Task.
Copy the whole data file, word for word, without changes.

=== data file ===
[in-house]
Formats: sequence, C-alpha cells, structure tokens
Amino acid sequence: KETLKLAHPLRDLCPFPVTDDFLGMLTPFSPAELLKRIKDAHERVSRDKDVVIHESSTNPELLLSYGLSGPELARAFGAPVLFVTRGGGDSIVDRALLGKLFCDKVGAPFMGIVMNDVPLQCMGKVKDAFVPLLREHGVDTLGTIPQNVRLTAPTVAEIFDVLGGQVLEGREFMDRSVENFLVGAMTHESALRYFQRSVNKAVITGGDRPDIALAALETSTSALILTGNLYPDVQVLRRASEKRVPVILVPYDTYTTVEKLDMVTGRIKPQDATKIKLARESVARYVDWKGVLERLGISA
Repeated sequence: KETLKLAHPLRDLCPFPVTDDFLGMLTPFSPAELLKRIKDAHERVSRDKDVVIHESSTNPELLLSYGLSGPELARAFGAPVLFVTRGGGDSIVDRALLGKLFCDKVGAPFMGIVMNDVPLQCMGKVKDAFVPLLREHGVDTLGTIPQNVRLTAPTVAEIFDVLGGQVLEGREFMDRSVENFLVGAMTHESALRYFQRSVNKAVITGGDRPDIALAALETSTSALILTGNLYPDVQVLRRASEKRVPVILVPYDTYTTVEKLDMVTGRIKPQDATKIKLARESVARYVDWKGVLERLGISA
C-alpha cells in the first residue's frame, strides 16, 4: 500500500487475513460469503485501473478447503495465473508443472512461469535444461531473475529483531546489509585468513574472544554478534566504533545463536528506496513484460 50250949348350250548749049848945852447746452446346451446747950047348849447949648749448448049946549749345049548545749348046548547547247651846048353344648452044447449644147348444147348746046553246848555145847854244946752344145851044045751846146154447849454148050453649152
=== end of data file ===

[in-house]
Formats: sequence, C-alpha cells, structure tokens
Amino acid sequence: KETLKLAHPLRDLCPFPVTDDFLGMLTPFSPAELLKRIKDAHERVSRDKDVVIHESSTNPELLLSYGLSGPELARAFGAPVLFVTRGGGDSIVDRALLGKLFCDKVGAPFMGIVMNDVPLQCMGKVKDAFVPLLREHGVDTLGTIPQNVRLTAPTVAEIFDVLGGQVLEGREFMDRSVENFLVGAMTHESALRYFQRSVNKAVITGGDRPDIALAALETSTSALILTGNLYPDVQVLRRASEKRVPVILVPYDTYTTVEKLDMVTGRIKPQDATKIKLARESVARYVDWKGVLERLGISA
Repeated sequence: KETLKLAHPLRDLCPFPVTDDFLGMLTPFSPAELLKRIKDAHERVSRDKDVVIHESSTNPELLLSYGLSGPELARAFGAPVLFVTRGGGDSIVDRALLGKLFCDKVGAPFMGIVMNDVPLQCMGKVKDAFVPLLREHGVDTLGTIPQNVRLTAPTVAEIFDVLGGQVLEGREFMDRSVENFLVGAMTHESALRYFQRSVNKAVITGGDRPDIALAALETSTSALILTGNLYPDVQVLRRASEKRVPVILVPYDTYTTVEKLDMVTGRIKPQDATKIKLARESVARYVDWKGVLERLGISA
C-alpha cells in the first residue's frame, strides 16, 4: 500500500487475513460469503485501473478447503495465473508443472512461469535444461531473475529483531546489509585468513574472544554478534566504533545463536528506496513484460 50250949348350250548749049848945852447746452446346451446747950047348849447949648749448448049946549749345049548545749348046548547547247651846048353344648452044447449644147348444147348746046553246848555145847854244946752344145851044045751846146154447849454148050453649152